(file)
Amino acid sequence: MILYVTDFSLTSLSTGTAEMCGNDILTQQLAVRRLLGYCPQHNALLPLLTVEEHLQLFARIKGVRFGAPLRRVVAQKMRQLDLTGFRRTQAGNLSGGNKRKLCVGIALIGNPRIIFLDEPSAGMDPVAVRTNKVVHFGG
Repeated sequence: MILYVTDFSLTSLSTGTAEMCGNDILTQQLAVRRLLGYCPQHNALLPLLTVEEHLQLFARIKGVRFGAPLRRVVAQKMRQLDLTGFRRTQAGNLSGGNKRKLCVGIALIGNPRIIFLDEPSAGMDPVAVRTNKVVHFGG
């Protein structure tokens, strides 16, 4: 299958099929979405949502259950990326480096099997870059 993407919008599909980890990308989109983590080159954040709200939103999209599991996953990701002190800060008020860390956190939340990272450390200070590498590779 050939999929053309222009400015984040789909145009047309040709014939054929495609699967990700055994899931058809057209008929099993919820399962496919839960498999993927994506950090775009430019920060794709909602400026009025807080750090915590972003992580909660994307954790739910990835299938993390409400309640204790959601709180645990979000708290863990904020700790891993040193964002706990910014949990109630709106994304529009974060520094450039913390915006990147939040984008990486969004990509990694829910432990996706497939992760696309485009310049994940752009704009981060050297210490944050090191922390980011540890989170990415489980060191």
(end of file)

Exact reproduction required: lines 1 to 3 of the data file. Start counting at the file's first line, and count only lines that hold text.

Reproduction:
Amino acid sequence: MILYVTDFSLTSLSTGTAEMCGNDILTQQLAVRRLLGYCPQHNALLPLLTVEEHLQLFARIKGVRFGAPLRRVVAQKMRQLDLTGFRRTQAGNLSGGNKRKLCVGIALIGNPRIIFLDEPSAGMDPVAVRTNKVVHFGG
Repeated sequence: MILYVTDFSLTSLSTGTAEMCGNDILTQQLAVRRLLGYCPQHNALLPLLTVEEHLQLFARIKGVRFGAPLRRVVAQKMRQLDLTGFRRTQAGNLSGGNKRKLCVGIALIGNPRIIFLDEPSAGMDPVAVRTNKVVHFGG
């Protein structure tokens, strides 16, 4: 299958099929979405949502259950990326480096099997870059 993407919008599909980890990308989109983590080159954040709200939103999209599991996953990701002190800060008020860390956190939340990272450390200070590498590779 050939999929053309222009400015984040789909145009047309040709014939054929495609699967990700055994899931058809057209008929099993919820399962496919839960498999993927994506950090775009430019920060794709909602400026009025807080750090915590972003992580909660994307954790739910990835299938993390409400309640204790959601709180645990979000708290863990904020700790891993040193964002706990910014949990109630709106994304529009974060520094450039913390915006990147939040984008990486969004990509990694829910432990996706497939992760696309485009310049994940752009704009981060050297210490944050090191922390980011540890989170990415489980060191």